However, hacktivism differs from cyberterrorism. Cyberterrorism involves hacking to cause severe harm, like grave economic damage or outages that cause a loss of life. This subset of hacking can have various motivations, and usually involves causes associated with civil disobedience, activism, or political motivation. Hacktivism occurs in a myriad of ways. Common ones include Loss of Services (Through techniques such as DDOS), Phishing, social engineering, and malware distribution.
In addition, the main goal of hacktivism can involve data breaches, as hacktivists are usually looking for damaging data to a company/government’s reputation
The history of Hacktivism starts as far back as the invention of the internet. It is as complex as it is varied in the motivations that drive them. From nefarious hacktivist groups, to vigilantes, hacktivism has been, and has proven to be prevalent in today’s cybersecurity climate.
An Early Start for Hacktivism:
To start, hacktivism has been prevelant since the 1980s, where those with interests in technology learned how to bend and break the systems.
For isntance, some early hacktivist groups, like L0ph, have led to positive change for security issues in the U.S. They started in a “loft” in Boston and started a community of computer enthusiast. L0ph was an early “White Hat” hacking group. They engineered the idea of only exposing vulnerabilities after correction.
In conclusion, various hacktivist gorups exploited computer systems across the globe. Many of the standard security practices used today were developed in response to these early groups.
2 prominent hacktivist groups for the 2010s include groups like Lulzsec and Anonymous. However, they contained many of the same hackers. Lulzsec gained notoriety for their “50 days of Lulz” in 2011. In conclusion, Lulzsec went through various organizations, public systems, and other computer systems to cause havoc. Anonymous is more known for its many DDOS attacks, and operations targeting corporations and governments alike. They had many successful campaigns.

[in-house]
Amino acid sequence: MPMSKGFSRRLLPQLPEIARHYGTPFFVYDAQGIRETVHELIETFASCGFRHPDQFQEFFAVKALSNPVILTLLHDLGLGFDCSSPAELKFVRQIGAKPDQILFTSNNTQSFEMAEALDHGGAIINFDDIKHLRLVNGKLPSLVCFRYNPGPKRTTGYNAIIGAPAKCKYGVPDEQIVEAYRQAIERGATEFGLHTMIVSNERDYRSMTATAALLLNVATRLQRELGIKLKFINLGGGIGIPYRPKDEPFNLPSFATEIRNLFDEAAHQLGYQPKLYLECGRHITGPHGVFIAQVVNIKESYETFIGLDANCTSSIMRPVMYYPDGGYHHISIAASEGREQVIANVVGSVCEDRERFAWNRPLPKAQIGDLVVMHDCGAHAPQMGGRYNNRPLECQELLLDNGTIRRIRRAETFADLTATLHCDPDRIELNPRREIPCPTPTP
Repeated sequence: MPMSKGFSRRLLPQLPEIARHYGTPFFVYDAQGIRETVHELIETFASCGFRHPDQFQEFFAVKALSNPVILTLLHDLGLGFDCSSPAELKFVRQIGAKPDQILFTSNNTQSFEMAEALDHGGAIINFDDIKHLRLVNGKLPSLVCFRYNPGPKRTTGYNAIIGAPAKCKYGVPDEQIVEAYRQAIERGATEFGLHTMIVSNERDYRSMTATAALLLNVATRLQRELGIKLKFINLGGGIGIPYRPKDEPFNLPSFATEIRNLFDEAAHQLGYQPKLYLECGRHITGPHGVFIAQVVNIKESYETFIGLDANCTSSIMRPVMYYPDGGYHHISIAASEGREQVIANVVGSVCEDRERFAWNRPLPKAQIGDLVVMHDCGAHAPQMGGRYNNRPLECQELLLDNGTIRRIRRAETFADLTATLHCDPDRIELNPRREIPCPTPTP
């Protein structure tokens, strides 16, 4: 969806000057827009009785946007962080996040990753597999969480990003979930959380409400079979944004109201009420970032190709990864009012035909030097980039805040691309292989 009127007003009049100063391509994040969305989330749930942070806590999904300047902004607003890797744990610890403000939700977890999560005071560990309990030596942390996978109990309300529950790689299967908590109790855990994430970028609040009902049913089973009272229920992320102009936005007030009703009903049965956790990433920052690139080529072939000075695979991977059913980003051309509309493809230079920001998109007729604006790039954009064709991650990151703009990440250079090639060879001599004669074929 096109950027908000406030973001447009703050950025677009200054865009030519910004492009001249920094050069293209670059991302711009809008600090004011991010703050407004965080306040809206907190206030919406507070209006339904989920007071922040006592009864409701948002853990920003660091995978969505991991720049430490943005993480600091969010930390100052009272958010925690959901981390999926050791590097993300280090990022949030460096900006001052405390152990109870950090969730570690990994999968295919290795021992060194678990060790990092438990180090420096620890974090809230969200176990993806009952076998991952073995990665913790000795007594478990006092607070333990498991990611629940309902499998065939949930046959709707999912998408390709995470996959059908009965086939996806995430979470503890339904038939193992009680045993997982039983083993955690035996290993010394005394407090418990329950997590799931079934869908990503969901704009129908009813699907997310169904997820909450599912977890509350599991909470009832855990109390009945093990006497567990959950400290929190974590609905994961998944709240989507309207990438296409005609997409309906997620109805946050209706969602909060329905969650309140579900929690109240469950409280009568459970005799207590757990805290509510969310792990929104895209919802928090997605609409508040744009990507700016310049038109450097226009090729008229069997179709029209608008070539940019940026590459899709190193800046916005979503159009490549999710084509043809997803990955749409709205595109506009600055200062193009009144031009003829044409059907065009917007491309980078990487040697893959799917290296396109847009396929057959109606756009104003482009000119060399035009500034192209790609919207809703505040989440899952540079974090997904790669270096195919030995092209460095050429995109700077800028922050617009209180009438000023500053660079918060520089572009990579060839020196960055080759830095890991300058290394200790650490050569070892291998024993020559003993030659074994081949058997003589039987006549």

After continued attacks from hacktivists like LulzSec and Anonymous, governments began to crack down on hacktivism. The leaders of these hacktivist groups were arrested and most “hacktivism” died out. This made acts of hacktivist attacks less frequent, but more damaging. For example, WikiLeak leaks dominated teh 2016 election cycle.
In recent years, there have been many groups who crack famous youtubers and twitter profiles and promote updating their own passwords and security measures to protect themselves.
Today and tomorrow:
Regardless of your position on the state of the police in America, it can’t be denied that hacktivists are coming out in full swing. The Minneapolis Police Department experienced a suspected DDOS attack which left the police precinct website down for a couple of hours. However, the MPD deployed a DDOS protection service in response and the site was up and running soon after.
In addition, they were hijacking police radios in Chicago to play some choice songs about the police, though this has yet to be confirmed. The group from the 2010s, Anonymous, has even released an “official” video declaring their return and their intent on ousting various Law Enforcement departments and high-level figures for their crimes. Hacktivism stands to be around for as long as there’s technology to exploit.